Wiggs v. City of Albuquerque

Annotate this Case

263 P.2d 963 (1953)

57 N.M. 770

WIGGS v. CITY OF ALBUQUERQUE et al.

No. 5661.

Supreme Court of New Mexico.

December 2, 1953.

Hannett & Hannett, Albuquerque, for appellant.

Vance Mauney, Thomas G. Cornish, Albuquerque, for appellees.

SEYMOUR, Justice.

Plaintiff seeks injunctive relief against the City of Alburquerque, its commissioners, manager and treasurer, to forbid the use of funds collected under Ordinance 784 for the purpose of paying for the electric current used in lighting approximately two and one-half miles of East Central Avenue, Alburquerque, New Mexico, a downtown area of the city, and a portion of the residential area.

The ordinance was adopted March 25, 1952, providing for a tax on gasoline and motor fuel sold and delivered in Albuquerque. Section 14-3901, 1941 Comp., enacted in 1931, provides for such a tax:

"14-3901. Authority to fix and collect license tax Maximum amount. The governing bodies of certain (cities) towns and villages, whether incorporated under general or special act, shall have the power to fix and have collected a license tax upon gasoline and motor fuel sold within the limits of such municipalities and shall have the power to fix the amount of the license tax to be paid thereon; Provided, that no such license tax shall exceed the sum of one cent (1¢) per gallon upon such gasoline and motor fuel sold within such municipality. (Law 1931, ch. 159, § 1, p. 276.)"

*964 Section 14-3906, 1941 Comp., provides as follows for the disposition of the proceeds of such tax:

"14-3906. Proceeds of tax Disposition. All such license taxes so collected within the limits of any municipality shall be paid into the municipal treasury to be used for general municipal purposes or for any special purpose in the discretion of the governing authorities of the municipality. (Laws 1931, ch. 159, § 6, p. 276.)"

The 1952 ordinance levying the tax, section 6 thereof, provides as follows for the use of this particular tax money:

"Section 6. Use of Tax money: The proceeds of the tax collected by the City of Albuquerque under the terms of this ordinance shall be credited to the Gasoline Tax Fund by the City Treasurer, and such monies shall be withdrawn from such fund for expenditure for the purposes of street maintenance, improvement, opening and widening only."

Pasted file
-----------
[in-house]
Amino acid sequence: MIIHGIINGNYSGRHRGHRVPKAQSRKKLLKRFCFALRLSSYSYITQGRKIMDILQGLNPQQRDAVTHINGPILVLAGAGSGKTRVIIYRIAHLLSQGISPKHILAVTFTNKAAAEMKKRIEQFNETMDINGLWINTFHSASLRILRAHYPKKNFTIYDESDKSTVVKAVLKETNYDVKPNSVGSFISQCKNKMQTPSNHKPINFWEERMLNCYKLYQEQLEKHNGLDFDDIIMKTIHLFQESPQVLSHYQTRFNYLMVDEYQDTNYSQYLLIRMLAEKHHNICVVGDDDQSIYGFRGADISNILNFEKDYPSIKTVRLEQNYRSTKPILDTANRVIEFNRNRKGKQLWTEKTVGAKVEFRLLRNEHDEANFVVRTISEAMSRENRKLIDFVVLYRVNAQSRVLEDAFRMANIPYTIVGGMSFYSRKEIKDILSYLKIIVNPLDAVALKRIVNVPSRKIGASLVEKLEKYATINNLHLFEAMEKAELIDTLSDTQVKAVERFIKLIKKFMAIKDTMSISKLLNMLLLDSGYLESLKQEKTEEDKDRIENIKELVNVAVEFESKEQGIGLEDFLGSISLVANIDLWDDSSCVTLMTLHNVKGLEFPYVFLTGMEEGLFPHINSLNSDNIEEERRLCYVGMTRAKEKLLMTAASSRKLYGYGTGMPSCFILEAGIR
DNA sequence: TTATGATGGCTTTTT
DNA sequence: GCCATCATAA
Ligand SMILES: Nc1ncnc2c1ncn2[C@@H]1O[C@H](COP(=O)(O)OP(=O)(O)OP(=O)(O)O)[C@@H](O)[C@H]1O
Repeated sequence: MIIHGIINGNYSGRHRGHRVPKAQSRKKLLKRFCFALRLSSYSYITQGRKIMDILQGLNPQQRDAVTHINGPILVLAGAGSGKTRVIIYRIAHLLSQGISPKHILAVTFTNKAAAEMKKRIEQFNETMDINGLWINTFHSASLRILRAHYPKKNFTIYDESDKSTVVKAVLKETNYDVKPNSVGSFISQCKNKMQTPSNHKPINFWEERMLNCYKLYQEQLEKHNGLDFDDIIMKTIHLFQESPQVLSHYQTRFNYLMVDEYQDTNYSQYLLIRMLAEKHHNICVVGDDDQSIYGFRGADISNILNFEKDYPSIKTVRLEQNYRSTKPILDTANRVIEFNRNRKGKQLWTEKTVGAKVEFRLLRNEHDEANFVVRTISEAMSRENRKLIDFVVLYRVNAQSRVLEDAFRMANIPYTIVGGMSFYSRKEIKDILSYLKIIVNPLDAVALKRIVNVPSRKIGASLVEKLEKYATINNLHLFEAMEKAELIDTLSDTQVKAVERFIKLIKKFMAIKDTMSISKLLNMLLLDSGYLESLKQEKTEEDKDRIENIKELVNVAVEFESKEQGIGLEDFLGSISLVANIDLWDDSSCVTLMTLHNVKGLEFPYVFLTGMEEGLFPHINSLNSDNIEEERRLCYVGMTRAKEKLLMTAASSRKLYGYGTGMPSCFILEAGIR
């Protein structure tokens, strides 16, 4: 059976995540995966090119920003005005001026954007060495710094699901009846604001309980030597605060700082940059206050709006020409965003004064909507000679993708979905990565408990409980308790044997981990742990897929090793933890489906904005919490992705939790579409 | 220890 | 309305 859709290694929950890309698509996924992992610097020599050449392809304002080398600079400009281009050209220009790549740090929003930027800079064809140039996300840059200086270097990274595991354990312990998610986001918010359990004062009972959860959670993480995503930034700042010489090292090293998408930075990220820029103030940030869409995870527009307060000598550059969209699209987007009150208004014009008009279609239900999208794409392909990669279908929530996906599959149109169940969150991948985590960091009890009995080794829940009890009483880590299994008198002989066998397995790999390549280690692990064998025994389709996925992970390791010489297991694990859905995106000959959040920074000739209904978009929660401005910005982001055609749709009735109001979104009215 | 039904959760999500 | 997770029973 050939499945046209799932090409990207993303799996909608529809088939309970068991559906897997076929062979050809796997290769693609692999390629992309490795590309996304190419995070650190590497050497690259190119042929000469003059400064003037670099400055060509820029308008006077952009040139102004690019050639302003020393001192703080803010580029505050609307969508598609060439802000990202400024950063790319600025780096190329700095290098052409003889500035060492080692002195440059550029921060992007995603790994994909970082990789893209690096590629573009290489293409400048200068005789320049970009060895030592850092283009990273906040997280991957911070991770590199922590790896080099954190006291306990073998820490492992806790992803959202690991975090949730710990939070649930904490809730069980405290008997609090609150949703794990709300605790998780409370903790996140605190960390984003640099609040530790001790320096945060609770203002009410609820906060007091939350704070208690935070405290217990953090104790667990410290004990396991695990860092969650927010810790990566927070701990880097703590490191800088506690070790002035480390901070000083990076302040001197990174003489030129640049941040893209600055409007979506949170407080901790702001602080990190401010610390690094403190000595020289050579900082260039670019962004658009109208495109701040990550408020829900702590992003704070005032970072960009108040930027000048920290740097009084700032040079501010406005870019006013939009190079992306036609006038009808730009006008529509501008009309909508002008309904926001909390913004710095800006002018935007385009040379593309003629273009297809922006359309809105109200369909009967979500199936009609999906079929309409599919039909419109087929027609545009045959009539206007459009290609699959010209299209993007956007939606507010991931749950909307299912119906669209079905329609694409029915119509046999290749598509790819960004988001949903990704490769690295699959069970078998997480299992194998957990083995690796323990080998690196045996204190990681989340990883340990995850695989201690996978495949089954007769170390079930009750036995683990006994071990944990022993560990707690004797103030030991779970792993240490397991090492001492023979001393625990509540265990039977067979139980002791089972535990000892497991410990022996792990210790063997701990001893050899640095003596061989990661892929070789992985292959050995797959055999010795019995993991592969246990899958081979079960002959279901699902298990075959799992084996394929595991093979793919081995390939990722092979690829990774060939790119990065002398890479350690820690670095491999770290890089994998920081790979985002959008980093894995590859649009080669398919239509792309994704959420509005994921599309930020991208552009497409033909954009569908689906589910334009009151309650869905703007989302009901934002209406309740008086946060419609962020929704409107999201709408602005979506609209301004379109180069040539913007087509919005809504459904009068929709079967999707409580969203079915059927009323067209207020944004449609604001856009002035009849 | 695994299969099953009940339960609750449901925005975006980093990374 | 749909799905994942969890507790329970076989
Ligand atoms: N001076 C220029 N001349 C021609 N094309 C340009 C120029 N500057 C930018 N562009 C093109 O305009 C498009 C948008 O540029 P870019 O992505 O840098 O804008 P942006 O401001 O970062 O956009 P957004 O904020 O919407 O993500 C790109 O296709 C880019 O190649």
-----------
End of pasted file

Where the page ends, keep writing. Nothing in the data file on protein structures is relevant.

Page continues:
Plaintiff, appellant, asserts that the proposed use of these funds is a diversion from and misuse of the funds so collected, contrary to the terms of the ordinance; that the diversion is discriminatory and a misuse because the expenditure is for a particular area already adequately lighted, when many sections of the City have streets in disrepair, unpaved and unimproved.

Issues were framed which, in substance, may be stated as follows: (1) Does the use of this money for payment for electric current to light streets come within the language of section 6 of the ordinance, namely "expenditure for the purposes of street maintenance, improvement, opening and widening only"? (2) In the event such use is proper under section 6 of the ordinance, is the lighting of the particular area involved discriminatory or an abuse of discretion?

The exact use to which the City intends to put this money is reflected by three agreements between the City and the Public Service Company of New Mexico, two made in May, 1952, and the third in November, 1952. The first of these agreements provided that the City, in the interest of public safety and for the purpose of decreasing traffic hazards, would cooperate in the construction of a concrete medial divider project and maintain street lighting in connection therewith, said project being located on a particular portion of East Central Avenue. The other two agreements which raise the issues here involved provide for payment by the City to the Public Service Company for the current involved in lighting the divider project and in lighting certain lamps in residential areas of Albuquerque. A final fact appears in the inclusion on the 9th day of September, 1952 of certain items in the annual budget of the City for the fiscal year 1952-1953, as follows:

"Gasoline Tax Fund        Fiscal Year Ending
City of Albuquerque            June 30, 1953
____________________________________________
    *      *      *      *      *      *
  Expenses:
    *      *      *      *      *      *
  New Street Lighting:
    East Central Lighting         $10,300.00
    Downtown Lighting (3 Mo.)       2,500.00
    New Residential Lighting        5,000.00"

The trial court dismissed plaintiff's complaint with prejudice.

Appellant Wiggs does not contend that either the statute or the ordinance is unconstitutional. Such a contention would be untenable since the validity of the original legislative act of 1931 authorizing the tax by the city, and the city ordinance of 1952 levying the tax for the specific stated purpose, is amply sustained. 46 A.L.R. 609, at p. 710; Carley & Hamilton v. Snook, 281 U.S. 66, 50 S. Ct. 204, 74 L. Ed. 704, 68 A.L.R. 200; Stone v. City of Hobbs, 1950, 54 N.M. 237, 220 P.2d 704.